The final track of the album, and my personal favourite, is the wonderfully uplifting (in my opinion, at least) mogwai fear satan. It speaks to me of hope, carrying on through adversity, and defiance. And there's not a word in it. It is an impressive 16 minutes 19 long, and its wave upon wave of beautifully layered guitars and muffled, oddly stirring drums wash over you in a cleansing rush of relaxation. Maybe it's the Mozart effect or something similar in action, but it is one of the most calming pieces of music I have ever heard. I'm finding it hard to concentrate on typing without falling into a trance even listening to it now. Towards the end, the drums fade out completely, and all that is left is a lonely flute and the nearly inaudible heartbeat of the bassline. It's a work of pure beauty, and I don't have the words to do it justice.
Overall, I feel that young team is easily Mogwai's best album, a near-perfect work of craftsmanship. Everything about it is right; the tracks are perfectly ordered, it never gets too familiar, it is varied, and it communicates emotion with amazing clarity and efficiency, using an absolute bare minimum of sound and almost no vocals to create as strong an impact as the best lyricists. Go buy it.
Tracklisting and length
- Yes! I am a long way from home 5:57
- like herod 11:41
- katrien 5:24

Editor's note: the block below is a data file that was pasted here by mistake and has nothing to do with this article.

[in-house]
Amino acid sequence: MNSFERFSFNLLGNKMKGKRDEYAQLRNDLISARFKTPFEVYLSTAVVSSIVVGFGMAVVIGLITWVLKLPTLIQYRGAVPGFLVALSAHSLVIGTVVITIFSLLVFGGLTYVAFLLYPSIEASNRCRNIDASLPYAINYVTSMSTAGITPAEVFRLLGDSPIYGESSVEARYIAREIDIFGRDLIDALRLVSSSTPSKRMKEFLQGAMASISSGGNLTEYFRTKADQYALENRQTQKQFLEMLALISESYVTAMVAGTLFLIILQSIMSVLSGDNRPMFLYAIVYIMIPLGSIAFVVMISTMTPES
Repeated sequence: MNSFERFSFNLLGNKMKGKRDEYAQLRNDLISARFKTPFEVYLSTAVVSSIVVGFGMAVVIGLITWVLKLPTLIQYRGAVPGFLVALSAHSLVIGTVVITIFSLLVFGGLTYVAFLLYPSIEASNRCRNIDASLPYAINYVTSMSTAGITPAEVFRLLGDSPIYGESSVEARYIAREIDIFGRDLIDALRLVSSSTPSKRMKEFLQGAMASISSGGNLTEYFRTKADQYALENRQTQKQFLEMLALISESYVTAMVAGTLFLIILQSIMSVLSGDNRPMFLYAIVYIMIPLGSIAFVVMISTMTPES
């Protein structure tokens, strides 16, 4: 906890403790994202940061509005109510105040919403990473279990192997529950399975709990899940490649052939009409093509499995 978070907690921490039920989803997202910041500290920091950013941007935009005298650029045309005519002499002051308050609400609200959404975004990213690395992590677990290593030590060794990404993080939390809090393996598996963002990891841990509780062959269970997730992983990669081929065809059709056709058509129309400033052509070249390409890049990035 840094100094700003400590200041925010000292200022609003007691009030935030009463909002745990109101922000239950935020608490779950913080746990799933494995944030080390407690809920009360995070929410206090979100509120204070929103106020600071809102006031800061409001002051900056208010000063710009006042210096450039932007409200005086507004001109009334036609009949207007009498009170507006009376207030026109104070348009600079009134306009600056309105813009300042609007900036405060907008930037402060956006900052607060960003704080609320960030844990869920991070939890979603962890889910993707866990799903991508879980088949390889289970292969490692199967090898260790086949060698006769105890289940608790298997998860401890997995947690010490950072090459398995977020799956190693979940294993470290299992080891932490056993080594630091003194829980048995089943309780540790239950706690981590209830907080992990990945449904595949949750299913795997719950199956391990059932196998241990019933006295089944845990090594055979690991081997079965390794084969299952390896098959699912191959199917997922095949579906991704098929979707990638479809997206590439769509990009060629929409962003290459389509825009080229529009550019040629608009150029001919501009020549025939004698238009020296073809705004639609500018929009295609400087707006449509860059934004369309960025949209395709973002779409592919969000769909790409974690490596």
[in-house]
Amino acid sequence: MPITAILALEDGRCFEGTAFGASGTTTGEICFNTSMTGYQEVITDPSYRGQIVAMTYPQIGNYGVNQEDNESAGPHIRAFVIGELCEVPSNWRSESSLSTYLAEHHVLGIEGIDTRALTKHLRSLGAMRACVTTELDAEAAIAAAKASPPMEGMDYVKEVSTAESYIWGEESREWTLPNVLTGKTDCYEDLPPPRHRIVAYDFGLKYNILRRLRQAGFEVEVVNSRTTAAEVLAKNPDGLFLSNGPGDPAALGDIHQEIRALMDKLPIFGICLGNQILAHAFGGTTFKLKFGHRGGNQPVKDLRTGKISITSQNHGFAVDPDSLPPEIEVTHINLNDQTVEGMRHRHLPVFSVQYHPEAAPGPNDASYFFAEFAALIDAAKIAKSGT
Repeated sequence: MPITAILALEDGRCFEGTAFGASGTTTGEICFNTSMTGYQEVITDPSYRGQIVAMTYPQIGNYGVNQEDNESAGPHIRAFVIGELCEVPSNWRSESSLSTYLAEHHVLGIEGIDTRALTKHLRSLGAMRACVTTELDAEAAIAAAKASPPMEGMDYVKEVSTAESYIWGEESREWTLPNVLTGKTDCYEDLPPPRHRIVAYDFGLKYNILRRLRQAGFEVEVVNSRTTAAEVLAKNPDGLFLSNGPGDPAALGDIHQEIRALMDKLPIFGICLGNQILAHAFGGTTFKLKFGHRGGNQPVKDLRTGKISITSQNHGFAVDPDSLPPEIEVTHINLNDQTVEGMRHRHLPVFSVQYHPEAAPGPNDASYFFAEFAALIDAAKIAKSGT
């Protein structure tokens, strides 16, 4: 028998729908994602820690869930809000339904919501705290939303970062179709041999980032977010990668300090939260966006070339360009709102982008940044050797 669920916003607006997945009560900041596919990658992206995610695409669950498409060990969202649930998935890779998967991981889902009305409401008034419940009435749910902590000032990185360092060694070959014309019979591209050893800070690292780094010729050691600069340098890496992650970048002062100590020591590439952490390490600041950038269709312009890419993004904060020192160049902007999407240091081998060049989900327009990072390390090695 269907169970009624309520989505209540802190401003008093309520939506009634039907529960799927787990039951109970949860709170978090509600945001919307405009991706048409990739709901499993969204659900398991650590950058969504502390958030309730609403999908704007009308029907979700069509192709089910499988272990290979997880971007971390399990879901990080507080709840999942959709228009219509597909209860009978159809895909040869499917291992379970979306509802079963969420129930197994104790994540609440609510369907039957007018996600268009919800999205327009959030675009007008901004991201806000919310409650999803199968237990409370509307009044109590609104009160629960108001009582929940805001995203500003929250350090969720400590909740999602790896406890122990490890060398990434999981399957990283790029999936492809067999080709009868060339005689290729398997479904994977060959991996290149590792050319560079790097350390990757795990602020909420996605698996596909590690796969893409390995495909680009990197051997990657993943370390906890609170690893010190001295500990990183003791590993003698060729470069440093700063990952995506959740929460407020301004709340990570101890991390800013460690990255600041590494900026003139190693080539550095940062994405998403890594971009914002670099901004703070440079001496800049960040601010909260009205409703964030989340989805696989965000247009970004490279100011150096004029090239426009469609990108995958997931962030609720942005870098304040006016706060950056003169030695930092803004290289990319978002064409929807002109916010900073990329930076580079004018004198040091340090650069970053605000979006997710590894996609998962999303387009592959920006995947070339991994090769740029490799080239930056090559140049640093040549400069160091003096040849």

- radar maker 1:35
- tracy 7:19
- summer (priority version) 3:28
- with portfolio 3:10
- r u still in 2 it 7:20 (features Aidan Moffat from Arab Strap)
- a cheery wave from stranded youngsters 3:10
- mogwai fear satan 16:19
Total playing time approx. 64 minutes
Released 1997 by Chemikal underground ltd.
catalogue no. chem018cd
And finally, ascii art versions of the weird symbols (possibly chinese kana or kanji) from the cover and inlay, which I have made for your viewing pleasure. Please /msg me if you know what they mean; I suspect "Mogwai" or "young team", as mogwai is chinese for ghost. They appear as below inside the sleeve, but superimposed over each other on the cd itself. (Apologies: this is my first ever piece of ascii art...)
D'oh. I'm stupid. The left one is the letters M,Y, and T superimposed over each other. I Don't know what the other one is, except that it looks like the symbol for a capacitor with a simple circuit around it.